2. I had a rat suddenly show up in my house after Hurricane Sandy – probably things moved around and it found a large enough opening. I did not sleep for 3 nights – i could hear it wandering around at nigh, ugh! Anyway, we figured out it was coming through holes in the brick wall behind the exposed ducts – because the ducts were so large and high up, you could not really see the holes unless you were looking. My handyman wrapped bits of plywood in steel mesh and used that to plug those holes – no problems since then.

    Hope this helps!

  • +1 on using an experienced pest control company. Plus I avoid the rat poison in favor of traps. It’s more work and you have to check them. I had a fly infestation followed by the dreaded dead rat stench about a week after my neighbor went nuclear with rat poison. The rats just hide, die, and stink and you will never get to them inside the wall.

    I don’t know your particulars but since it’s DC chances are you have an old house with a crawl space. In crawl spaces it’s not uncommon to put down a “rat slab” which is a not so technical term for a thin concrete covering over the dirt floor. It’s also important to note if you have old bricks and vintage mortar. If it’s 100 year old soft bricks and lime mortar you can run into problems if it’s not done properly. Covering a clay brick or stone foundation with concrete to keep rats out could trap moisture and rot the walls or packing concrete into voids may expand differently causing cracks. get some advice, ask questions, and google.

  • I don’t have anyone to recommend in DC, but I went through this in Florida so I know it can be done. I had Florida citrus rats in my attic and walls. I called a rat abatement professional and they were able to completely solve the problem. Look for a good professional who will locate the points of entry and seal them off, and who won’t quit until the job is complete. Also get someone who uses traps, not poison- poison is lazy and will leave you with rotting rat carcasses in hard to reach areas. My experience was that it was accomplished more easily than I thought it would, mostly because I found someone who knew what they were doing. Find someone who specializes in rats if you can. Good luck!

  • Our neighbors did it. They used Connors. It’s an exterminator who has a construction arm. I think they dug up a brick patio and seal some of the exterior with concrete. Or something like that.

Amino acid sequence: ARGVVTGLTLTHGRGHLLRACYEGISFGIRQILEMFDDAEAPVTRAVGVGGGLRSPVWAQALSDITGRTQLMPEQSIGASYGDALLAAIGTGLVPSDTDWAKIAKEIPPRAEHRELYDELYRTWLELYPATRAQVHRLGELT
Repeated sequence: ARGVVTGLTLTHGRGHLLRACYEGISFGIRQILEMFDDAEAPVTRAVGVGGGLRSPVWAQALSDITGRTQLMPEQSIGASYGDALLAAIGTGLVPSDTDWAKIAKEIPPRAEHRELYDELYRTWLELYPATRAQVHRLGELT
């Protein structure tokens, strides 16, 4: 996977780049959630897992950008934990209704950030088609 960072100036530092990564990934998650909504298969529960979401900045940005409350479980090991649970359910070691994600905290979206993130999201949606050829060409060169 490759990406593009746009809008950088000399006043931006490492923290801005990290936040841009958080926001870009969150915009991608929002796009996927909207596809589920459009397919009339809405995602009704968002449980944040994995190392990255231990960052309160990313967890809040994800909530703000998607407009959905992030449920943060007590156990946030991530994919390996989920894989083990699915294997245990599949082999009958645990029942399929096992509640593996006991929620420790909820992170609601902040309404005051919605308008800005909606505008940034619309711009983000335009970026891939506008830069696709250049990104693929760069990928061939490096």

• I’m sorry you have to deal with this. We went through this (keeping finger’s crossed that we’re done with it). We had rats in the ceiling of our basement, including finding multiple nests that required replacing sections of the ceiling. In desperation we signed a one year deal with a pest control company (PestNow) about 6 months ago, which was a spectacular waste of money. It was advertised as an exclusion package, including as many visits as necessary, but for us it’s been easier to solve the problem ourselves than have someone stay home from work to meet them every time. The problem is that it requires daily checking of traps to empty them / confirm that you’ve found the entry point (we laid traps where we thought they were coming in, so that they couldn’t avoid them).
    As others have said, you need to inspect the outside of your house, and block up all entry points (look for gaps around where utilities enter the house, vents without covers, holes in the walls – often in corners, then seal them up with vent covers, of steal wool as a matrix with gap filler sprayed onto it). The people the company sent around were totally worthless at locating entry points ( and charge more / make another appointment to close them), and were not at all concerned by the possibility of locking them in so that they’d die and smell up the place. Their advice was however ultimately useful in helping us figure out where they were getting in (into the flooring of the deck from our neighbor’s yard, then from there into the basement via gaps around the plumbing) .

  • After YEARS of profession ‘help’ I got very VERY good at setting traps inside the boxes myself. Downside, you need to empty the boxes…BUT NOW WE ARE RAT-FREE BECAUSE…a friend recommended sprinkling USED CAT LITTER (yup, we do have a cat) around the area (in your case, near hole, around building base…) and my lord, it truly DOES THE JOB!! Of course, it needs to be ‘reapplied’ after rains from time to time but .. we don’t have rats any more and we did for many many years.